The NextSim interview series aims to introduce readers to the people behind our research. Eusebio Valero, a numerical mathematics expert from the Universidad Politécnica de Madrid (UPM), leads NextSim´s Work Package 3 (Algorithms for data management, visualisation and modelling). Learn more about his thoughts and motivations regarding the project.

What is your position at UPM and what is your research area?

I am leading the numerical mathematics research group (NUMATH), at the School of Aerospace at the Universidad Politécnica de Madrid. We are a medium size group, of about 10 senior researchers and 20 students (10 PhD). We have two main research lines: the application of numerical methods for the solution of partial differential equations, where we are now focused on high order probably stable discontinuous galerkin methods, and analysis and stability of fluid flows, including feature detection and data analysis.

You are leading the work package on creating algorithms for data management, visualisation and modelling. Could you explain why this is important for NextSim?

One of the main objectives of NextSim is the development of the new simulation code for the aeronautical industry, making efficient use of current computing platforms. The objectives of the project are quite challenging and include the validation of results in a series of relevant and aeronautical test cases. These kinds of simulations produce huge amount of data with a lot of information that is difficult to manage. Much of those data are generally wasted, and only integral values, such as lift or drag, and some visualisations are generally extracted from them. It is urgent to develop efficient and scalable numerical algorithms able to manage and obtain information from those data. This is the main objective of Work Package 3. Many of those algorithms have already been developed by the scientific community but their implementation on large computing facilities is not trivial. The data management will make possible to obtain useful and very valuable information for visualisation, modelling or optimisation and it is more and more necessary for engineering design.

What would you have done if you were not a researcher?

I have almost 30 years of professional experience. Most of them in research, and although I started working as an aerodynamic engineer in Airbus and my PhD was not in CFD, I am really happy now with what I am doing, the projects I am involved and the national/international collaborations I have. In any case, I have been always very enthusiastic about sports, mainly athletics, so I probably would have dedicated my life to be an athletics trainer, hahah!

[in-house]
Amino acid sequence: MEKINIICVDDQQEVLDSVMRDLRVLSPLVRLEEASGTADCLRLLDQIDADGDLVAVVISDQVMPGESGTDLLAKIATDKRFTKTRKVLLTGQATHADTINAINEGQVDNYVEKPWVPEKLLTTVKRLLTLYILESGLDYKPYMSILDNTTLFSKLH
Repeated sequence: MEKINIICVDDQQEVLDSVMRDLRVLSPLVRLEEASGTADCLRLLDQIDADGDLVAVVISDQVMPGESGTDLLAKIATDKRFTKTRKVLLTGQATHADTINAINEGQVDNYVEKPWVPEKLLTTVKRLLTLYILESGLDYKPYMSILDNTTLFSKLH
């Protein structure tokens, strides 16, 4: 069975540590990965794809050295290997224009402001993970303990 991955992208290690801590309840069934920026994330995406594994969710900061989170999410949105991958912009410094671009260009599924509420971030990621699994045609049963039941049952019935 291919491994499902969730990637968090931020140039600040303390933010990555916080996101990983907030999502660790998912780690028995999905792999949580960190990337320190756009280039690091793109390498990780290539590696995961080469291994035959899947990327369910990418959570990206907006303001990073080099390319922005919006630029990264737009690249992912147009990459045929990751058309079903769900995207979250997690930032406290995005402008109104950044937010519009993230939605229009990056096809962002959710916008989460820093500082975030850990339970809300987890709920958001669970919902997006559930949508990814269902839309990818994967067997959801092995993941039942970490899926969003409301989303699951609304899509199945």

Have you encountered any challenges in pursuing your research career?

Of course, everything is a challenge in research. The first and the more important is the problem you want to solve. You never know if you finally will reach the solution or you will spend a couple of years with no answers. The second (in my opinion) is the lack of funding and the time you spend looking for it. Research is a collaborative work and needs resources. Now, this is a very competitive field, with rate of success many times below 10%. Although it is also an excellent exercise, it takes too much time preparing and organising proposals that you never know if they will be granted. Spain is also a particular country, with excellent researchers but still with low investment in research with makes our activities even harder.

How is your experience with NextSim so far?

Excellent. The project is running at good pace. The communication between the partners is improving every day and activities are moving in the right direction. It is a long project so we don’t expect to have relevant results until the last year of the project. Also, the coordination of the project is excellent and quite professional. This is important, because it is a non-visible hard work but critical for a good evolution of NextSim.

What do you hope NextSim can achieve beyond the life of the project?

I think NextSim is only the beginning. We want to develop the new generation of simulation codes for industrial design, with numerical accuracy and computational capabilities not seen before. This is not a problem of “only” three years. Computational infrastructures will evolve and the simulations codes must be adapted. So, this is a continuous challenge, where NextSim aims to set the first stone for a further evolution and improvements beyond.

What advice would you give young researchers who would like to follow in your footsteps?

Research is very interesting, absorbing and not very well paid work. But you will be involved in problems that open your mind and make you think, in an international and very competitive environment. Many times frustrating but when you get the solution you are happy (at least for a minute). Once you start it is difficult to give up. So, be enthusiastic and follow your motivation and dreams.